Sphinx Extension Development: Tips & Tricks#


In the last year I have written some Sphinx extensions and figured out some stuff, which I want to share here.

Copy and Learn#

First of all, the documentation for Sphinx extension development is not so detailed. There is a tutorial available by the Sphinx team, but the used example project is quite simple.

Also some important information is only described on the API pages of Sphinx. For instance the Sphinx core events, which are the entry point for a lot of handlers you may write.

To be honest, I learned most from other extensions. I was asking my self, which extensions are solving a similar problem to mine, and then I tried to understand their code.

But be a little careful. Sphinx allows to solve some problems in 2-3 different ways. Some may be outdated or have some drawbacks. So try to take a look in 3-4 extensions, to understand how different solutions may look like.


You often need to register own configuration parameters, store values on the Sphinx environment (env) or application (app) object and set classes, which later are configured via CSS.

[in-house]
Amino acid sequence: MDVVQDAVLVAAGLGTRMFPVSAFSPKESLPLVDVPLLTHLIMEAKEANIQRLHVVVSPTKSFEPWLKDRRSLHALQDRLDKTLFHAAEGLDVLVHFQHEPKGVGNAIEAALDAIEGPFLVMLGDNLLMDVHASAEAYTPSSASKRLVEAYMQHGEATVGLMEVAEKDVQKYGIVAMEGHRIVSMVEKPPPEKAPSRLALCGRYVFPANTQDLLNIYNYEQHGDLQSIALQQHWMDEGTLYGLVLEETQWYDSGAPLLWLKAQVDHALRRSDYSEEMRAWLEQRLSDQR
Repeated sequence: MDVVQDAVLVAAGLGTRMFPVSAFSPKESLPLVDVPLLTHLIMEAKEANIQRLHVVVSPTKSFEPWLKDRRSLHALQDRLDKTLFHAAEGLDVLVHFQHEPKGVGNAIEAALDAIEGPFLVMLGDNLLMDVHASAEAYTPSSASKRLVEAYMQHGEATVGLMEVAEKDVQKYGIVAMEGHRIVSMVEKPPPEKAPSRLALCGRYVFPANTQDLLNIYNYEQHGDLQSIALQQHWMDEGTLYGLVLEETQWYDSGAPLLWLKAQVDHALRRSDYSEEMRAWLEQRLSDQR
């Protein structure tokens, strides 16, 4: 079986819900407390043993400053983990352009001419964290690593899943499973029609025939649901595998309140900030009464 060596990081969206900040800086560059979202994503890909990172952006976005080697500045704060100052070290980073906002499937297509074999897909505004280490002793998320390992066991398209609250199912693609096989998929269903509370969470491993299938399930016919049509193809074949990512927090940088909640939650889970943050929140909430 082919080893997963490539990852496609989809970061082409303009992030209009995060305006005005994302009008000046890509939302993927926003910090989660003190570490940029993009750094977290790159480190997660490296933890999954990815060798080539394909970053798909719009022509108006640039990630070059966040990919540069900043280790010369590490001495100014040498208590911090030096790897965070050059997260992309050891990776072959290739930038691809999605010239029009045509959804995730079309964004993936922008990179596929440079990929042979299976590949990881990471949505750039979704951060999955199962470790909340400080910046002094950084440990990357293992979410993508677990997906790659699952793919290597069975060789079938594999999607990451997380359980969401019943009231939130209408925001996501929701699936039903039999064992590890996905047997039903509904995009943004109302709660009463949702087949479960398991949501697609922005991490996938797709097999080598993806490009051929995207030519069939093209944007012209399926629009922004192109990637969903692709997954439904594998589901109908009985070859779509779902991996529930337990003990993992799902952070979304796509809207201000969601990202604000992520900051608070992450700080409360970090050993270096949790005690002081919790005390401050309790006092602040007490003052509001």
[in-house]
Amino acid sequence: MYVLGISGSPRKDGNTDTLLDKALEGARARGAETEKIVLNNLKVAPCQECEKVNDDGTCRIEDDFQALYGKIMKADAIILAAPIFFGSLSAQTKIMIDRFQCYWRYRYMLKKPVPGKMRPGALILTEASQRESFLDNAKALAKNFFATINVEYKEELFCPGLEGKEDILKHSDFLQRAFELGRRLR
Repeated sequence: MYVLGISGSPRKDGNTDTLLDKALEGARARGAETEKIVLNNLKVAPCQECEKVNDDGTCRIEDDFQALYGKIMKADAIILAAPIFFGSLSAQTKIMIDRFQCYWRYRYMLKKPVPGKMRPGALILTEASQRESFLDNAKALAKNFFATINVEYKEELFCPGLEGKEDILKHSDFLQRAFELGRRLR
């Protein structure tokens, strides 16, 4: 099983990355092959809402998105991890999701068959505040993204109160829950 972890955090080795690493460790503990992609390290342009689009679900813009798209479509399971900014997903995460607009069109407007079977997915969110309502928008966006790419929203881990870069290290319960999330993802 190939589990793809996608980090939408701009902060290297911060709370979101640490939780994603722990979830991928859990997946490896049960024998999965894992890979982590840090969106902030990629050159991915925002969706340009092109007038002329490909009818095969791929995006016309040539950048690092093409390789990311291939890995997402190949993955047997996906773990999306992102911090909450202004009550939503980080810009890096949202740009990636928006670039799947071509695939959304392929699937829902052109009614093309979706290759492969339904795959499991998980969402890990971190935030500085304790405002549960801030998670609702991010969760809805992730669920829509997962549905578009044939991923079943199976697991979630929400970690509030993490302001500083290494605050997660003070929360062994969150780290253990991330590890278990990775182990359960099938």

In all these cases, use a prefix! E.g. my_plugin_config.

The reason is simple: Your are not the only Sphinx extension in the current project. The user is free to use as many extension as he/she likes. So you should really be sure to not overwrite anything, or get overwritten :)

Parallel build support#

You should consider to provide parallel build support for your extension. And this means to support both directions: write and read.

write is activated by default. read needs to be defined by your extension in its return value:

return {
    "version": VERSION,
    "parallel_read_safe": True,
    "parallel_write_safe": True,